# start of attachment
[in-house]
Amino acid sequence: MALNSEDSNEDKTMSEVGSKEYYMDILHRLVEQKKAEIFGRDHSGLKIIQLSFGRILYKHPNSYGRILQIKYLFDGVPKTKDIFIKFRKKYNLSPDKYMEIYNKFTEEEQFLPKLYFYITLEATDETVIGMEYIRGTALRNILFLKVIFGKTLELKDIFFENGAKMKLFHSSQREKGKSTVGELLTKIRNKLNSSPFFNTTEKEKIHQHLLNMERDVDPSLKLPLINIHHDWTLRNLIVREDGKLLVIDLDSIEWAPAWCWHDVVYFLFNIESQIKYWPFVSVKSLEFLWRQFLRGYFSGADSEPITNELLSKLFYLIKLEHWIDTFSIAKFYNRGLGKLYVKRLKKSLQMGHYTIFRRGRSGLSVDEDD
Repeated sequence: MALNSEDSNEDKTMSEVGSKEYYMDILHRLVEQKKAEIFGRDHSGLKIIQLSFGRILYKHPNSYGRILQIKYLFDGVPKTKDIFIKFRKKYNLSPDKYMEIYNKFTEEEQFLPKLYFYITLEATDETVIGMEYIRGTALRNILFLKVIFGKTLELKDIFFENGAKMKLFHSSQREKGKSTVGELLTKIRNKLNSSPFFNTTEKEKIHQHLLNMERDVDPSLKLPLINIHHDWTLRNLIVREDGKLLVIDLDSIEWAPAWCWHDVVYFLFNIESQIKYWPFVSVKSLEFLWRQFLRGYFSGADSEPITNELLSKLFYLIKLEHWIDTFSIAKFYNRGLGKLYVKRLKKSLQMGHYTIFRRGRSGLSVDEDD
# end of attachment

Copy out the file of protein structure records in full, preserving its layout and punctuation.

[in-house]
Amino acid sequence: MALNSEDSNEDKTMSEVGSKEYYMDILHRLVEQKKAEIFGRDHSGLKIIQLSFGRILYKHPNSYGRILQIKYLFDGVPKTKDIFIKFRKKYNLSPDKYMEIYNKFTEEEQFLPKLYFYITLEATDETVIGMEYIRGTALRNILFLKVIFGKTLELKDIFFENGAKMKLFHSSQREKGKSTVGELLTKIRNKLNSSPFFNTTEKEKIHQHLLNMERDVDPSLKLPLINIHHDWTLRNLIVREDGKLLVIDLDSIEWAPAWCWHDVVYFLFNIESQIKYWPFVSVKSLEFLWRQFLRGYFSGADSEPITNELLSKLFYLIKLEHWIDTFSIAKFYNRGLGKLYVKRLKKSLQMGHYTIFRRGRSGLSVDEDD
Repeated sequence: MALNSEDSNEDKTMSEVGSKEYYMDILHRLVEQKKAEIFGRDHSGLKIIQLSFGRILYKHPNSYGRILQIKYLFDGVPKTKDIFIKFRKKYNLSPDKYMEIYNKFTEEEQFLPKLYFYITLEATDETVIGMEYIRGTALRNILFLKVIFGKTLELKDIFFENGAKMKLFHSSQREKGKSTVGELLTKIRNKLNSSPFFNTTEKEKIHQHLLNMERDVDPSLKLPLINIHHDWTLRNLIVREDGKLLVIDLDSIEWAPAWCWHDVVYFLFNIESQIKYWPFVSVKSLEFLWRQFLRGYFSGADSEPITNELLSKLFYLIKLEHWIDTFSIAKFYNRGLGKLYVKRLKKSLQMGHYTIFRRGRSGLSVDEDD